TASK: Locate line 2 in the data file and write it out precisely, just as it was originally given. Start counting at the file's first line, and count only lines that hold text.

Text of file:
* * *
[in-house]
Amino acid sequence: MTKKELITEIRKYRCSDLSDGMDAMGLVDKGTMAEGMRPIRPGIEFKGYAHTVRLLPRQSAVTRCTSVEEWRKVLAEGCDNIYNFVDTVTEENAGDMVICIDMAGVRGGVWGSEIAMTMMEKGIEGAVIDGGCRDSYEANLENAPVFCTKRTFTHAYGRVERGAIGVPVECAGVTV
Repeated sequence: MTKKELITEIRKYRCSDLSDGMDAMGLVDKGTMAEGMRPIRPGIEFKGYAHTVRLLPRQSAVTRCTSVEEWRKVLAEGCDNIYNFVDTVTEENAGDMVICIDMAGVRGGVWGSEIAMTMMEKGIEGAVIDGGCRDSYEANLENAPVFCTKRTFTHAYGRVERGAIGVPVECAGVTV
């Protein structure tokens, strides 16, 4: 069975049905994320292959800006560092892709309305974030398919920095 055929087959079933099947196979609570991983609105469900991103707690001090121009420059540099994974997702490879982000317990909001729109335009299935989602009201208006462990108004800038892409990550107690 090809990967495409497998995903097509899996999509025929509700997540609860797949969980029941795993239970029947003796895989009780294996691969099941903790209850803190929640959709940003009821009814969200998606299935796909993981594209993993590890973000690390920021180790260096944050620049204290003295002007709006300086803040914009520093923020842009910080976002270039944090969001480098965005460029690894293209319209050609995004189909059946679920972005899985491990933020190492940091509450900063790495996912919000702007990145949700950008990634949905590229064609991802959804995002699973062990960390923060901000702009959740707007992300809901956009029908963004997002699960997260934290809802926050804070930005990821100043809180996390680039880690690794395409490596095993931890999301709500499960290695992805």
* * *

Amino acid sequence: MTKKELITEIRKYRCSDLSDGMDAMGLVDKGTMAEGMRPIRPGIEFKGYAHTVRLLPRQSAVTRCTSVEEWRKVLAEGCDNIYNFVDTVTEENAGDMVICIDMAGVRGGVWGSEIAMTMMEKGIEGAVIDGGCRDSYEANLENAPVFCTKRTFTHAYGRVERGAIGVPVECAGVTV